November 02 2019: The controversial Yettinahole project, which got National Green Tribunal (NGT) clearance in March this year, has hit a 5,278-acre land acquisition hurdle near Doddaballapur in Bengaluru Rural district.
The government needs this land to build a reservoir at Byragondlu, which will be crucial for ensuring water supply to the burgeoning outskirts of Bengaluru and surrounding districts. Ecologists, however, fear that the project will harm a portion of the Western Ghats.
According to officials, the problem has been ensuing for over a year now. The frequent change of governments has not helped. The issue is currently pending before a Cabinet sub-committee headed by CM B S Yediyurappa.
“In the previous government, there was a committee headed by G Parameshwara. Once the government changed, a new committee was constituted. The discussion is yet to be taken forward,” a senior official said, requesting anonymity.
The roadblock is over the compensation offered to land owners as per the 2013 Land Acquisition Act, as per which compensation is up to four times the market value in rural areas.
The proposed reservoir falls under the jurisdiction of two taluks — Doddaballapur in Bengaluru Rural district and Koratagere in Tumakuru district. The land needed in Koratagere is 2,681 acres and 2,797 acres in Doddaballapur.
“Land owners in both taluks have demanded uniform compensation,” Lakshman Rao Peshve, Managing Director of Visvesvaraya Jala Nigam, said.
While the guidance value for land is more in Doddaballapur owing to its proximity to the KIA, land owners in Koratagere have also demanded a similar price, according to officials in Jala Nigam.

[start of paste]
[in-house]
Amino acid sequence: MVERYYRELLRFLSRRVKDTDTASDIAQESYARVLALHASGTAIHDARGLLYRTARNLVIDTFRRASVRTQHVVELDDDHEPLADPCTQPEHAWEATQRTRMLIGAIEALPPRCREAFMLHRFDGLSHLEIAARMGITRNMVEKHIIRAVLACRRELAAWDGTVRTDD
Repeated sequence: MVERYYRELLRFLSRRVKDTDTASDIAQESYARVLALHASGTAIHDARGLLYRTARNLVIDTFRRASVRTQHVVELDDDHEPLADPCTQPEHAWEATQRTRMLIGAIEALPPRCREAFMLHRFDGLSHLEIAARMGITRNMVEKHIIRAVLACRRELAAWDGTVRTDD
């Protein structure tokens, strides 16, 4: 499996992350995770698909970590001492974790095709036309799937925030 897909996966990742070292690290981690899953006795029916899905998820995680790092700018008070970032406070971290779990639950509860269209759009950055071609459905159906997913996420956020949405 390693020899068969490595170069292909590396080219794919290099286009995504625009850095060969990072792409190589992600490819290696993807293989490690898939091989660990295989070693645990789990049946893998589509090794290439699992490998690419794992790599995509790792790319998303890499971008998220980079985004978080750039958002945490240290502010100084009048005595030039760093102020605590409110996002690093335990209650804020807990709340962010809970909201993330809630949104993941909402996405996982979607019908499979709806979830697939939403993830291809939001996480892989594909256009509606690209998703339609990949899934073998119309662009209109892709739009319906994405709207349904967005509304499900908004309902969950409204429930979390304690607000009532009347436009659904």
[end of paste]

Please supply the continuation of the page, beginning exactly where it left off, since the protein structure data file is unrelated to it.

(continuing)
The deadlock continues as the government does not want to set a precedent by giving uniform compensation. But if the government does that, it will cost an estimated Rs 1,625 crore.
The Byragondlu reservoir, which will come up at a cost of Rs 592 crores, will provide water supply Devanahalli Industrial Area, Chikkaballapur and Kolar districts. The rest of the districts including Hassan, Chikkamagaluru and Ramanagara will get water through the gravity canal.
The progress so far
Following the NGT nod, the government has already issued tenders for gravity canal construction for a stretch of
240 km, out of a total of 260 km. Works have begun at certain parts (57 km), officials said.
Officials hope to complete the first phase of work by June 2020. This includes the lift component work, taken up at a cost of Rs 3716.49 crore.
There are four streams that come together for lifting water for the project: Yettinahole, Kadumanehole, Kerehole and Vangada halla.
The ambitious project is estimated to cater to drinking water needs by providing 24.01 TMC of water to 68.35 lakh people living in seven districts. This apart, 527 micro irrigation tanks will be filled to recharge groundwater levels in these districts.